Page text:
This week we’re looking at Pests in Historic Buildings whether the property is a Residential Home or a Charitable or Private Business Venture.
We are asking ourselves: Why is prevention the key to Pest Control in listed buildings?
Our Top 3 Answers to this question are:
Prevent buildings and collections being damaged by pests
Resolve any problems before they reach crisis point
Target control measures to avoid wide-spread chemical treatments
Our top tips for implementing a pest management program in a business or charity:
Identify key staff
Train your staff to recognise the signs of pests
Make sure your key staff can prioritise areas that need addressing
Establish preventative pest management systems and controls
Know when to call in the professional pest controllers before a pest problem damages your building or collections
Do you own or run an historic building whether as a residential, business or charitable entity?
So what can listed building owners or managers do on a practical level?
Keep pests out by proofing the property, for example by installing chimney cowls and bird spikes or mesh covers
Deny pests harbourage, food and water
Make sure you can recognise the main species of pest and be aware of the issues or damage they can cause
Have in place a pest management programme which includes regular monitoring
Improve your overall environment by carrying our regular maintenance
Maintain good housekeeping and hygiene
Review your strategies regularly to see how they can be improved
PREVENTION IS BETTER THAN CURE
Seek advice and guidance from a professional pest controller – they’ve usually seen it all so will be best placed to advise you on what works and what doesn’t and, if they haven’t come across the problem before they will have access to expert knowledge and tried and tested solutions.
What sort of pest issues do listed / historic buildings experience?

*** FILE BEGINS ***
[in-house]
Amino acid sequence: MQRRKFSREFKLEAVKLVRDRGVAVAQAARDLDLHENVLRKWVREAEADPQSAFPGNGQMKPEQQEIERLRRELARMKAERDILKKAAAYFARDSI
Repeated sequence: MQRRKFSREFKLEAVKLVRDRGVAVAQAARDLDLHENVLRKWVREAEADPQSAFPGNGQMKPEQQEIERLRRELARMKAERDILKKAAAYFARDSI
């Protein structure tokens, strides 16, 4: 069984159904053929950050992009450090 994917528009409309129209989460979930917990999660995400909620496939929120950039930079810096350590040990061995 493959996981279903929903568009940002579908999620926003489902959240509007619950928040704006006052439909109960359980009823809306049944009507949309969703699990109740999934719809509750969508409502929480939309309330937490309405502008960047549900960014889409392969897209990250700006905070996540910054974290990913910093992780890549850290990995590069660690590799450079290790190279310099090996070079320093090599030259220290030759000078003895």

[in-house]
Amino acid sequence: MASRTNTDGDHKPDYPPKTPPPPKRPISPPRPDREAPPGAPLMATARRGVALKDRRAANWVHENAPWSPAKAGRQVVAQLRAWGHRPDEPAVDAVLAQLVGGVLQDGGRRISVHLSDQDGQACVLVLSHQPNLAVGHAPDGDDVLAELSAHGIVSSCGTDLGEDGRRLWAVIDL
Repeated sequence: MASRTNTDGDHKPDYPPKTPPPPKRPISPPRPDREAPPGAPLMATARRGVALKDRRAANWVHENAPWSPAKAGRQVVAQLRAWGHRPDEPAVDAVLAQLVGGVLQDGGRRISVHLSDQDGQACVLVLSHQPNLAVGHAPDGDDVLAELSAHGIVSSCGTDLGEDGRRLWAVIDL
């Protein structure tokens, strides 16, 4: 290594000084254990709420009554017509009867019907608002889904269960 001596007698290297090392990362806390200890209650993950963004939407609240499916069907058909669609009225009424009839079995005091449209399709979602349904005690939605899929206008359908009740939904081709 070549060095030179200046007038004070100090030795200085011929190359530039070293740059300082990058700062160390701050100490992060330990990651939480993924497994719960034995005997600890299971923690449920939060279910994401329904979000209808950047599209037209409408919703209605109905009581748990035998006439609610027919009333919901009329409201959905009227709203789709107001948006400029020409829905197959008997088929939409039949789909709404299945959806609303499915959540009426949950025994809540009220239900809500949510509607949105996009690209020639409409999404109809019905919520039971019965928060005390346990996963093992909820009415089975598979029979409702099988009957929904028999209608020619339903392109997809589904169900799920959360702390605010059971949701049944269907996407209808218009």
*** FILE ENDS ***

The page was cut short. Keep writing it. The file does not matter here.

Damage to materials including animal skins, fur, feathers, vellum, wool, parchment and hair. This may include items such as soft furnishings, furniture and collections that might include items such as costumes, dolls, rugs, curtains, taxidermy mounts, paintings and books to name just a few.
Older buildings can contain dust and mildew which are ideal for some pests. Often, large historic buildings are difficult to keep clean which may also encourage pests.
Older, larger listed buildings can be costly and difficult to maintain leaving them open to pests, particularly larger pests that can more easily access them such as birds and rats.
Other problems that create ideal environments for pests include:
Blocked chimneys and fireplaces
Gaps between walls and ceilings
Empty and unused spaces such as under storage or display cabinets
Material linings on boxes and door strips such a felt and wool
Old wasps’, bees’ and bird nests (often in attic spaces and eaves)
Old ventilation and heating ducts
Unused rooms, cellars, tunnels and secret spaces
Furniture with hidden cracks and crevices
A word on Bats
Bats are quite often found in historic buildings. The Wildlife and Countryside Act 1981 provides protection for all species of bat found in the UK.
This means that it is ILLEGAL TO KILL OR DISTURB BATS IN THEIR ROOST.
If you have bats in your property you must consult a professional pest controller or the Bat Conservation Trust for advice.
To sum up, owning an historic building usually comes at a high price – don’t allow pests to increase your costs.